eLearning

The Theory and Practice Gap in eLearning

The Theory and Practice Gap in eLearning - eFront Blog

Often, eLearning professionals believe that they have been working on the latest educational technology. They are confident of their best practice knowledge in andragogical design, feeling they have completed their research on the content and the learner analysis. In short, they feel they are ready to serve the learners through their eLearning programs. Unfortunately, in many instances, this is not the case at all.

The truth is that, as an eLearning professional, you may be missing out on research that demonstrates a gap between the growing research base for eLearning and the policy-making for educational and training institutions – the theory and practice gap.

Without the gap, these policies would have dictated (as reflected by research) the strategies for course design and course facilitator development.

Now, where does this information leave us? What can we do, as individual eLearning professionals, to minimize the gap between research and policy-making for best practices?

Let’s find out!

Laurillard. D, the pioneer behind several educational technology adoption frameworks, declared how trainers and educators in general “have too little help in addressing the issue at the heart of our educational problems: how to identify and provide what it takes to learn”.

With this broad statement, we can safely assume that a gap in theory and practice exists and is prevalent.

The research centers of higher educational institutions and training centers focus and reward more for research than practice. The main culprit behind this negative trend is the lack of time to develop and apply research findings to practice.

The question is, how to bridge the theory and practice gap in eLearning?


Being aware of the problem is without doubt the first step towards the solution!

As an eLearning professional, with access to a plethora of educational technology tools and learning management systems, and years of development experience, you need to push your creativity up another notch.

This may seem like a tall order, but it is the fastest way to bridge this uncomfortable gap. The power and flexibility to design and create eLearning programs also offers us the opportunity to build upon our research and reflect it through how we practice it. Instead of waiting for application-related experiments conducted by eLearning specialists, try out your own implementations of the research you read.

eLearning is an evolving field. Instead of creating reusable templates of your previously successful eLearning solutions, you would need to innovate for the next course you create. Linking published research with your professional practice is a great way to solve this problem.

Think about language training courses. These courses have a proven history of distance learning provisions. Language learning courses are highly interactive. They utilize the latest eLearning capabilities and have a high number of enrollments. They offer both synchronous and asynchronous options for learning.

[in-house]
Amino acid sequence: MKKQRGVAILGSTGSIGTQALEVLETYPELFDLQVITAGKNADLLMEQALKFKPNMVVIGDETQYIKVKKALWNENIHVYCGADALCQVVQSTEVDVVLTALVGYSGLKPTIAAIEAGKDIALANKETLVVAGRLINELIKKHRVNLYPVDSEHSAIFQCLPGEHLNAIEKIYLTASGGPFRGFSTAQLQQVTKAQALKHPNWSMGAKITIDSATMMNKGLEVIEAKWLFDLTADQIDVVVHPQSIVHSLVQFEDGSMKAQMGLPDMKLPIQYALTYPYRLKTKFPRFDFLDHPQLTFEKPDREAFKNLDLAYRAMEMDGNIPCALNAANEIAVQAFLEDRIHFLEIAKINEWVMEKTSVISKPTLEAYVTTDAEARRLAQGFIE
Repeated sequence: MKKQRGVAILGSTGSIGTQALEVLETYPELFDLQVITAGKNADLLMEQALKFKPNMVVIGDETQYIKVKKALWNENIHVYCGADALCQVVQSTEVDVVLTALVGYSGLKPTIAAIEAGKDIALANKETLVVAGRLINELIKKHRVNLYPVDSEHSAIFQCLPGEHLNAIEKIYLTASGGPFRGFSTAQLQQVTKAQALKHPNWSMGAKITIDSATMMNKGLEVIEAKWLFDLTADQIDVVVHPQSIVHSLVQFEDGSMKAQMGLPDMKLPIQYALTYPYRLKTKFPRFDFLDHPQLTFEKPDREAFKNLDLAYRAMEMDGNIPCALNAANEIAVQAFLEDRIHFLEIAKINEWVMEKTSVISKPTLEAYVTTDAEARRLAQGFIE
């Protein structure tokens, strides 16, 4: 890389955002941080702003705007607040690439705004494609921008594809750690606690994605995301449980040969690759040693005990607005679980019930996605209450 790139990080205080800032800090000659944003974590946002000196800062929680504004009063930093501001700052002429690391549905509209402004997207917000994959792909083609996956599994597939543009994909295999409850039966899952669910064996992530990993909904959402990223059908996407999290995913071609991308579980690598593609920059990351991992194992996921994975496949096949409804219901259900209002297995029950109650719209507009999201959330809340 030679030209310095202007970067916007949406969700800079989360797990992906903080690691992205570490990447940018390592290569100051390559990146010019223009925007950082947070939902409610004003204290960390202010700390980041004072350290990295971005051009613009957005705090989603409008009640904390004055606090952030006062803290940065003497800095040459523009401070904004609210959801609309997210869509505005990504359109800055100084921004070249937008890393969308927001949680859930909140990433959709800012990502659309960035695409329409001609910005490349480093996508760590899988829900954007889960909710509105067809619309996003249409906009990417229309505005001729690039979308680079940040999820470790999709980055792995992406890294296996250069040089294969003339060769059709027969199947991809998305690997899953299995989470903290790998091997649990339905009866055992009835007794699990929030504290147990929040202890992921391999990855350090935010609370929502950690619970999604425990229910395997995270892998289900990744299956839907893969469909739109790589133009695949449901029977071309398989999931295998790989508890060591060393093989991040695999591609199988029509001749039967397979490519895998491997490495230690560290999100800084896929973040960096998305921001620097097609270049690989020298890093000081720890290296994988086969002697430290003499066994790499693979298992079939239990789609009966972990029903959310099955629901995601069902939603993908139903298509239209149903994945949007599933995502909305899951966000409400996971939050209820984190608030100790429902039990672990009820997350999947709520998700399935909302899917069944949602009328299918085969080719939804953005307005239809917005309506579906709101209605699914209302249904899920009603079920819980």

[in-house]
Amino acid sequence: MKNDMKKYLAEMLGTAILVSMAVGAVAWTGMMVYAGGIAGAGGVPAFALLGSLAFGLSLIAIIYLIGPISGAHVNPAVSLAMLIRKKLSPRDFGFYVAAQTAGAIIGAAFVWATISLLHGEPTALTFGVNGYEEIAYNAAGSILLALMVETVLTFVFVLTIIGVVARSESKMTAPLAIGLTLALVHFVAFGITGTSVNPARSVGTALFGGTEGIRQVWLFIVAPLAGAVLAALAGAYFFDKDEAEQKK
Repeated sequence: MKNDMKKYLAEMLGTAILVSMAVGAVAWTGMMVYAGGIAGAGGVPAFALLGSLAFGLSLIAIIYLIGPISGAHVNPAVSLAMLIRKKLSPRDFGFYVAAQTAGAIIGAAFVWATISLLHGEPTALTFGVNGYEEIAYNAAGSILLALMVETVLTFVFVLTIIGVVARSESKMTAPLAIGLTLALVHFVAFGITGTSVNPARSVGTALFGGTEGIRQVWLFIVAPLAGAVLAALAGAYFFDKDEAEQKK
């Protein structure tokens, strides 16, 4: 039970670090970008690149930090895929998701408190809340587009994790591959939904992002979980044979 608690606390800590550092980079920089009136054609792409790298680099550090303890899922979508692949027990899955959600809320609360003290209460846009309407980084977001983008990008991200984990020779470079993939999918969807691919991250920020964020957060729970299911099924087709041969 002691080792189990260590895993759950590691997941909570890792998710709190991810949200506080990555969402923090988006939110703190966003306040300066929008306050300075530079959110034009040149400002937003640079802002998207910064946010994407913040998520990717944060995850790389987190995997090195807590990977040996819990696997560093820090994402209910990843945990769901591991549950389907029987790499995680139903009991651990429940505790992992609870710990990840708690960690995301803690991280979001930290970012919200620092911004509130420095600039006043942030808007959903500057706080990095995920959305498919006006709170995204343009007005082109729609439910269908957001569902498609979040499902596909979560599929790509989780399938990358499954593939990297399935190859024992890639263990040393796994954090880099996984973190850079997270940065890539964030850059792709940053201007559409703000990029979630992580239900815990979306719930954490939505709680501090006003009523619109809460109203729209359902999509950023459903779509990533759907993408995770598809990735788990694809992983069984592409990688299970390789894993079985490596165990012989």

They also reinforce online writing and audio-based conferences. Plus, they use culture-based storylines and characters, and they cater to a very diverse eLearning population. In short, language courses have been utilizing eLearning to full throttle!

For these reasons, language courses offer perfect grounds for “action research” and “exploratory practice”. This strategy involves understanding a situation before the problem is solved. It ensures that there is a reciprocal relationship between theory and practice.

The key is to encourage eLearning practitioner research.

Furthermore, as an eLearning professional you need to conduct your own experiments and your own research on linking published research and practice. Talk to your organization for support in your efforts to create a positive momentum towards minimizing the theory and practice gap.

The challenge here is to harness the expertise of the individuals behind the extant research and use it to propel an eLearning research culture within an organization.

This is not limited to the language courses only, of course. Rather, multiple disciplines need to adopt this approach. Generate a powerful link between eLearning research communities and eLearning practitioner communities. Collaboration between these two communities is essential to merge theory and practice.

Also you need to remember that, as with any research in any discipline, the eLearning research field invariably poses a multitude of practicing hurdles.

This is regardless of how easy or simple the theory sounds on paper! Even researchers who teach and train find it quite challenging to implement their own frameworks. Testing the applicability of the research is the main task here. The goal is to pursue research theories and tie them closely with the unique needs of the eLearning practitioner.

You need to realize that published research is based on discovering the “solution” and not on “how to use the solution”. In short, the research that you maybe currently reading is addressing the concern of the researcher more than your own as an eLearning practitioner.

In the professional knowledge-building practice, eLearning, more than any other field, blurs the gaps between “researcher”, “practitioner”, “evaluator” and “facilitator”. The relationship between each of these elements needs to be reviewed again if eLearning research is to inform eLearning practice.

By collaborating effectively with researchers, the practitioners can become co-constructors of eLearning programs and and work in unison to brigde the theory and practice gap.


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